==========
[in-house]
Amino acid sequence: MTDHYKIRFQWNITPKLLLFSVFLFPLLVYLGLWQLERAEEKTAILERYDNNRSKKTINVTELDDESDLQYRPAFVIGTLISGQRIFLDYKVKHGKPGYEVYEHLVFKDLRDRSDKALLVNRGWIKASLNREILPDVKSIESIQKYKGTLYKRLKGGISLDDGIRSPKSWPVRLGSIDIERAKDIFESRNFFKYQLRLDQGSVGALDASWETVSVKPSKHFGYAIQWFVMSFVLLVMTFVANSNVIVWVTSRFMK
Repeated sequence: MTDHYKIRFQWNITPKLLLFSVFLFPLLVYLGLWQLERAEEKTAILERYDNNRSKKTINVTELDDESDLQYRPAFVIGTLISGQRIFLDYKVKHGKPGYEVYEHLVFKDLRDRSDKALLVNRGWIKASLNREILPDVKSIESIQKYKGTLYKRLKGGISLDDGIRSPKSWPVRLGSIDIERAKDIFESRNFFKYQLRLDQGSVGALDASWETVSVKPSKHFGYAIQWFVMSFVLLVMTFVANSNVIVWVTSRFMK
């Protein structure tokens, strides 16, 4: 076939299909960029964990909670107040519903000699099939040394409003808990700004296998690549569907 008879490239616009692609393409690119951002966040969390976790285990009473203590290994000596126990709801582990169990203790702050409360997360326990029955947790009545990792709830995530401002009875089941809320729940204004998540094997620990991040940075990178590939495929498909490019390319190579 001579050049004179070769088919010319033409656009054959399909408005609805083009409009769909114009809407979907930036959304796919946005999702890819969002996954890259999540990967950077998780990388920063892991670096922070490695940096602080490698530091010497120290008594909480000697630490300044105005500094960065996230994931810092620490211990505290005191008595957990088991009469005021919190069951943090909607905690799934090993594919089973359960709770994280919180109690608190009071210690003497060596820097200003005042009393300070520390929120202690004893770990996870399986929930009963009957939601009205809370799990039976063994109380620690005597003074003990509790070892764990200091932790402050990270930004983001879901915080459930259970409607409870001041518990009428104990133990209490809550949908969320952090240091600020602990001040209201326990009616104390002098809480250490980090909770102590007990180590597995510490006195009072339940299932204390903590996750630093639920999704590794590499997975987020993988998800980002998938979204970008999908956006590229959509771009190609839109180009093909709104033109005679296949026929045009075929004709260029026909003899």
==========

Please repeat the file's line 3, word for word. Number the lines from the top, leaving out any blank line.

Repeated sequence: MTDHYKIRFQWNITPKLLLFSVFLFPLLVYLGLWQLERAEEKTAILERYDNNRSKKTINVTELDDESDLQYRPAFVIGTLISGQRIFLDYKVKHGKPGYEVYEHLVFKDLRDRSDKALLVNRGWIKASLNREILPDVKSIESIQKYKGTLYKRLKGGISLDDGIRSPKSWPVRLGSIDIERAKDIFESRNFFKYQLRLDQGSVGALDASWETVSVKPSKHFGYAIQWFVMSFVLLVMTFVANSNVIVWVTSRFMK